LaborPress

Street trees, lithium-ion batteries, building deconstruction – many conversations at City Hall are revolving around opportunities in the emerging green economy. There is a growing awareness about our impact on the climate, and our changed behaviors are creating new market opportunities. But gaps exist in training, certification, and credentialing, which hobble economic growth and opportunity.

The Department of Parks and Recreation needs more staff in its Forestry Division to preserve and expand the urban forest; the city’s 65,000 delivery workers need charging stations and qualified battery dealers and servicers, and there’s a lack of instructors who can teach how to deconstruct a building to enable the reuse of its parts.

New York City’s unemployment rate, 6.1% as of July 2022, is higher than the national average; thousands are out of work, thousands more are hungry for a new opportunity— and the green economy can be an engine for growth. 

To maximize the potential for positive change, the emerging and expanding green sectors must be bolstered by union labor. Union jobs provide significant economic benefits, a living wage, and stable working conditions. Labor unions give workers the assurance that their workplace offers protection from safety hazards and the freedom to voice their concerns about sensitive matters without fear of termination.

The $1.2 trillion Bipartisan Infrastructure Law passed and signed in November of 2021 allocated significant resources toward addressing climate and resilience concerns through investments in transportation, natural infrastructure, electrification, decarbonization, and more. The recently passed Inflation Reduction Act doubles down on those commitments by reducing pollution, addressing environmental justice issues, and making cleaner energy more affordable and accessible.

According to the New York State Comptroller’s Office, ‘green jobs’ grew by 13.2% between 2015 and 2019, more than twice the rate of total job growth in the State. Growth halted in 2020, due to the pandemic, but is back on the rise as New York returns to pre-pandemic levels of economic growth.

Unions play an important role in the recruiting, training, and placement of workers who can pass along their knowledge and skills to those joining the field. Proper training also prevents the work being done from harming the surrounding communities and environment.

A unionized green workforce will strengthen the environmental commitments of the industry to changing environmental standards. Organized labor can become a proponent and supporter of climate protection and pro-environmental policies as these unions increasingly depend on green jobs.

For instance, buildings are responsible for about 70% of carbon emissions in NYC. Last year the City Council passed Local Law 97 of 2019, or “The Climate Mobilization Act,” to reduce emissions from buildings over 25,000 square feet by 80% over the next three decades. Ways to achieve this include implementing passive house design standards, updating building plumbing, mechanical, and electrical systems, and tracking data to guide energy usage projections and highlight best practices.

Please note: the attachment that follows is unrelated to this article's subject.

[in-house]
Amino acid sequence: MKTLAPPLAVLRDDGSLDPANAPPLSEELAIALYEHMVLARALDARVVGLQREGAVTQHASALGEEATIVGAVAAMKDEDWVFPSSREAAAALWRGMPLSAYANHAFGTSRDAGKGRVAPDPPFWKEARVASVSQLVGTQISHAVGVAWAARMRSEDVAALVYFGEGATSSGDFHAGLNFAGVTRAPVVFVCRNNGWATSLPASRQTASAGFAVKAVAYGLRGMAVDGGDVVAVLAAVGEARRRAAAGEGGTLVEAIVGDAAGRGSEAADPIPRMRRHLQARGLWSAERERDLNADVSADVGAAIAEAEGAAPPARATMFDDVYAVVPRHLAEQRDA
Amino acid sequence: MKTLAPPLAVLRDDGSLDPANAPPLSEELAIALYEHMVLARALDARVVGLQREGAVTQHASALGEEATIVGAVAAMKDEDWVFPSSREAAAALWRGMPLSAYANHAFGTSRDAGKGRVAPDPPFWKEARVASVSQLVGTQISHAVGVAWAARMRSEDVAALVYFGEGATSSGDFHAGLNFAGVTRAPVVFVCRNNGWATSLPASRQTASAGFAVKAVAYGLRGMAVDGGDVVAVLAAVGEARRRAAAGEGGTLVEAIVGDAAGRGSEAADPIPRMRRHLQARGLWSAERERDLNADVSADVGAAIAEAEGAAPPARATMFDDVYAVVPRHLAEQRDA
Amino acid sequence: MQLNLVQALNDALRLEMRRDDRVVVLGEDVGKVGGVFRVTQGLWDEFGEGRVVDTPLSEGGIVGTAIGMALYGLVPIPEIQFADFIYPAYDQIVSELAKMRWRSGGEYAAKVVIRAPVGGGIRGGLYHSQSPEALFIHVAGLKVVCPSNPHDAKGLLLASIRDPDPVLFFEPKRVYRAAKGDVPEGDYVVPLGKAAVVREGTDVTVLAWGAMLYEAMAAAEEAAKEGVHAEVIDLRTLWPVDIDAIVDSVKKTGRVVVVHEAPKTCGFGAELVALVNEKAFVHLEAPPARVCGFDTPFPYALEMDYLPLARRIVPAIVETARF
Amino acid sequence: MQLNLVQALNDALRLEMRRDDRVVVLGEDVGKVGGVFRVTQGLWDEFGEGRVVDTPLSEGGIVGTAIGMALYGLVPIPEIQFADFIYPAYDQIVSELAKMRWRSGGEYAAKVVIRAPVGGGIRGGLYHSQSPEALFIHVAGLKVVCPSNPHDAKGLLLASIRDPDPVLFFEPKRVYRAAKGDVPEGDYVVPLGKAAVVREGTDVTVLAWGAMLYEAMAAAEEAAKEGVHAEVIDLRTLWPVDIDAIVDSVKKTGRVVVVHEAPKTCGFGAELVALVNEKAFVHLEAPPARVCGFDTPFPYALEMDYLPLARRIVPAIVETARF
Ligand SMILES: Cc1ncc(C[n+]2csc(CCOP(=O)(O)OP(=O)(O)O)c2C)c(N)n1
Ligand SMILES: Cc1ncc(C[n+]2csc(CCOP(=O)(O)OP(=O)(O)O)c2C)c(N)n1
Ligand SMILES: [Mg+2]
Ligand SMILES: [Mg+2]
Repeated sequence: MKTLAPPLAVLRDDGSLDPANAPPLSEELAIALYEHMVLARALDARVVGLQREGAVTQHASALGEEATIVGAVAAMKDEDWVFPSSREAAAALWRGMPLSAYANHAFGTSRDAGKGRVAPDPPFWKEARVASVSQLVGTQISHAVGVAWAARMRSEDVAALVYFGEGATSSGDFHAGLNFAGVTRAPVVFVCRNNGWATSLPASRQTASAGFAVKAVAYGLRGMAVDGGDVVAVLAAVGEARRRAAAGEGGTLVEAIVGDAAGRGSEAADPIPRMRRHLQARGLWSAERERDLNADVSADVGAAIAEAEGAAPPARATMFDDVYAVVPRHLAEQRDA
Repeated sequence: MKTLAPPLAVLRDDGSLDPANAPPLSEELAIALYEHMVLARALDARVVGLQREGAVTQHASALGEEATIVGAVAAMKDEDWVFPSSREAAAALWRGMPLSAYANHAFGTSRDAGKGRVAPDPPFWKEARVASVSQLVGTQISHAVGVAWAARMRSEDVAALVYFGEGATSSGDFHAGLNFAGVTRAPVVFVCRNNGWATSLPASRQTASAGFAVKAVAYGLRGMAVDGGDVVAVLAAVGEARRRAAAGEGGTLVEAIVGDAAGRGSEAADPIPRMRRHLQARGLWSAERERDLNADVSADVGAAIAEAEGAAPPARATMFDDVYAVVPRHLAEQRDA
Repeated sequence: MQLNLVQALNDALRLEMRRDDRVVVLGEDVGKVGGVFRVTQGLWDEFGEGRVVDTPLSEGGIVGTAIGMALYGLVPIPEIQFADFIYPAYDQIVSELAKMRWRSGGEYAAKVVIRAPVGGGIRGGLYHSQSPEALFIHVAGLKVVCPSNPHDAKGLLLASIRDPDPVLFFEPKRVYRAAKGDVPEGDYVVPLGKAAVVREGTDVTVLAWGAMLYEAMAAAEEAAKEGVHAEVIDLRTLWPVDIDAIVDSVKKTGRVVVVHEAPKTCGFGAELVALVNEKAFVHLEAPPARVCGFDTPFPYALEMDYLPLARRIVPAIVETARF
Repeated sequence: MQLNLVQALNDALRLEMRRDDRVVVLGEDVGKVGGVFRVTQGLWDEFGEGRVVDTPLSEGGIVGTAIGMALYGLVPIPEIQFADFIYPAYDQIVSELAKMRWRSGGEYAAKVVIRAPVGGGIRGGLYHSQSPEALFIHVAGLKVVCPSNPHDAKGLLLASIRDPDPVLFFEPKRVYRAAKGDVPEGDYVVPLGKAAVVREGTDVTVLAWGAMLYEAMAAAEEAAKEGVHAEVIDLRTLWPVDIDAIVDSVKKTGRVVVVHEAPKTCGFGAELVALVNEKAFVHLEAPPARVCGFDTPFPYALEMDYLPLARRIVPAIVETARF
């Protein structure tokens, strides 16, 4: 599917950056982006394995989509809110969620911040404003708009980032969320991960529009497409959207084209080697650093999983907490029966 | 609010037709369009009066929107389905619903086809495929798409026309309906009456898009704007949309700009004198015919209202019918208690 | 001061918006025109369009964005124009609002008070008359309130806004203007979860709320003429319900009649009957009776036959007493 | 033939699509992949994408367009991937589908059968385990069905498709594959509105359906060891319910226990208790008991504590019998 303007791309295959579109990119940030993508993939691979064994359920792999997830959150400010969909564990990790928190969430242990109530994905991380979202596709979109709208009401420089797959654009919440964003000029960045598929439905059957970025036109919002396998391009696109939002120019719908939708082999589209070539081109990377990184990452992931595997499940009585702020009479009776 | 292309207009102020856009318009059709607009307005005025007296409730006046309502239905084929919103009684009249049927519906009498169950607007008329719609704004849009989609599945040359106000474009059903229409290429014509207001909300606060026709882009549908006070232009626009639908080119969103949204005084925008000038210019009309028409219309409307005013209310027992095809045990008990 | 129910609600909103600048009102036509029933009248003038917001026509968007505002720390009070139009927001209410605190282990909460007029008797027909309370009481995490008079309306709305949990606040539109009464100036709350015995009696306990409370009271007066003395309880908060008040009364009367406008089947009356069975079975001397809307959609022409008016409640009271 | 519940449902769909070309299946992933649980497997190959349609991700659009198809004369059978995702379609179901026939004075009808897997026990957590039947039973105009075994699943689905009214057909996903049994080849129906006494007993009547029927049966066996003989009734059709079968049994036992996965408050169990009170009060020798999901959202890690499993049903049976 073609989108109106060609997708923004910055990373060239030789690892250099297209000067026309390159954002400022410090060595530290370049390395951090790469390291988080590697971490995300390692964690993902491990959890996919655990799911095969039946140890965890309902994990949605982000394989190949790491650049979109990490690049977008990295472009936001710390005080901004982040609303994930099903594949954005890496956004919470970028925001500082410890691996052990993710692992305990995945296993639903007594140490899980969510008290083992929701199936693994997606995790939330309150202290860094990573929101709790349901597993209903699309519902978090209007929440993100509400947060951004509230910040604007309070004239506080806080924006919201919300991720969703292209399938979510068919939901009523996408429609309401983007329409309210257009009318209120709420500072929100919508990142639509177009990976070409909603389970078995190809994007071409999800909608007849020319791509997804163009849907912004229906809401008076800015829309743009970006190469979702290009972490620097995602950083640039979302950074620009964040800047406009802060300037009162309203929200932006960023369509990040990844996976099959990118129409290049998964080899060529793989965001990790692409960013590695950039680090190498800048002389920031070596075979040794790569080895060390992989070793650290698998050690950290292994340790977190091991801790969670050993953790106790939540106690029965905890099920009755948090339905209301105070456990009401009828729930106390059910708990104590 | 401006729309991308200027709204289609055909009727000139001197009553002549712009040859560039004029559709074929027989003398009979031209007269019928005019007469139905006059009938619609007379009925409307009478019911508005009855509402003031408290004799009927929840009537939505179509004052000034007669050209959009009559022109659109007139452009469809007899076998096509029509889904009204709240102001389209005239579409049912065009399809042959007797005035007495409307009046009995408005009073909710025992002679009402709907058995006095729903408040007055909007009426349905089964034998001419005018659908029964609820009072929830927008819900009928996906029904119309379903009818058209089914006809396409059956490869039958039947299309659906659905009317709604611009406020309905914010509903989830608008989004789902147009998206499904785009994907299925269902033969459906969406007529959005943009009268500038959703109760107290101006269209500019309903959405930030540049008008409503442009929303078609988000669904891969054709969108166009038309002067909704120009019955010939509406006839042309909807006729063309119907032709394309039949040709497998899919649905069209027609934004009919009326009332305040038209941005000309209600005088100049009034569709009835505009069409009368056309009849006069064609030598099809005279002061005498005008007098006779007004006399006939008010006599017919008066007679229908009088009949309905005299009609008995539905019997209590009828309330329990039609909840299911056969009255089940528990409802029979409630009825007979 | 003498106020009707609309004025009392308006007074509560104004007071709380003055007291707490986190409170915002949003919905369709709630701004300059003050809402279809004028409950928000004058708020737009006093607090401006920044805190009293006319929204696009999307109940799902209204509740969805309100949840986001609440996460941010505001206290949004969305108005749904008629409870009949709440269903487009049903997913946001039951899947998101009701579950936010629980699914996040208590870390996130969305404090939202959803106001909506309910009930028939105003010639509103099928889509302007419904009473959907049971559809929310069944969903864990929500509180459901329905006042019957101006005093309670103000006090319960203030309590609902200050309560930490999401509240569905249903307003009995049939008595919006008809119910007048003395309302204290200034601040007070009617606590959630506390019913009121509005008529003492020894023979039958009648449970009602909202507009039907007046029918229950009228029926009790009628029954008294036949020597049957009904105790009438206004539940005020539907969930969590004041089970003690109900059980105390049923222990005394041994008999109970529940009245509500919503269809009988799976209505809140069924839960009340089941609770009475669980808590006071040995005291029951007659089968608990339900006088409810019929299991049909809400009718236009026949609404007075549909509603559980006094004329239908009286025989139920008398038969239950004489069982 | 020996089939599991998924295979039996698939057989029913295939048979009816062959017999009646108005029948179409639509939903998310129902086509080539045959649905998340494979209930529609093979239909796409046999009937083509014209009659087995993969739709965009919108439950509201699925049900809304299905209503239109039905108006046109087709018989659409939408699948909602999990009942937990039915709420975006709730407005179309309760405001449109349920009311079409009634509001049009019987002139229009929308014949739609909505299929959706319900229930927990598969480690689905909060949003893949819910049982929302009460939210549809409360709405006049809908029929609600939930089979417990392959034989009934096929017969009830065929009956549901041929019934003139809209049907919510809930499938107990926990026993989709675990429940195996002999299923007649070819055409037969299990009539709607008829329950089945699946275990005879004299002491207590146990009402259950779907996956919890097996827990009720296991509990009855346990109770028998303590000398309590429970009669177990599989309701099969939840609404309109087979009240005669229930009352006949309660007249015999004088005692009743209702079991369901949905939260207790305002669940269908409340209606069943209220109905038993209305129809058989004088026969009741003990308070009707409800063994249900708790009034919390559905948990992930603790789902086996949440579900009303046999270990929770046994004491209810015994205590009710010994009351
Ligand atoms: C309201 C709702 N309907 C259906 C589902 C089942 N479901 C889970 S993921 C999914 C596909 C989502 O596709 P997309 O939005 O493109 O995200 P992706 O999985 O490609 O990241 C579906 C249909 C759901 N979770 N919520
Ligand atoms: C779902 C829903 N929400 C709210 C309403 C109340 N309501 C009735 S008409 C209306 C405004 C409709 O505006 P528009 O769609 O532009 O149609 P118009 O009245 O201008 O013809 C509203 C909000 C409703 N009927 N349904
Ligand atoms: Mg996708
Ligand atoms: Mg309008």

Energy efficient buildings, multi-use green infrastructure, and urban gardens are attractive city design strategies that draw in tourists, new residents, and businesses, and require skilled labor for their maintenance.

Right now, the Brooklyn Marine Terminal in Sunset Park is being transformed into an offshore wind energy port facility, which will turn the shipping, warehousing, and manufacturing space into an operations and maintenance facility for offshore wind farms. This project is a direct result of NYC’s commitment of $191 million to offshore wind projects, with $57 million of this total being allocated to the terminal transition. Such a heavily funded project requires skilled and reliable workers to complete it.

How then, can the city support labor in organizing the green economy? There are several programs originating in New York City to generate more green jobs for the next generation entering the workforce:

JobsFirstNYC, a non-profit organization, in partnership with The Hope Program, Nontraditional Employment for Women, and Green City Force, established the NYC Green Economy Network, which works to achieve a sustainable economy and accessible green Jobs. They submitted policy proposals to Mayor Adams focused on workforce development, including the creation of a Youth Climate Corps – 1,000 young people who will do outreach involving the installation of water and electricity saving equipment, putting them into resume-building jobs.

There’s also an opportunity to establish a secure green job pipeline for the formerly incarcerated. According to the Coalition for the Homeless, 40% of men released from State prisons are released directly to a shelter. Job training for roles in expanding industries can increase opportunities for stabilization.

In the face of a changing climate, New York City has everything to gain from a green economy. We must keep our finger on the pulse of economic trends and work to put forward policies that maximize economic growth while protecting working people.

The City must continue making significant investments in workforce and market development and cement its position as a leader in climate and sustainability by bolstering these emerging industries with union labor.

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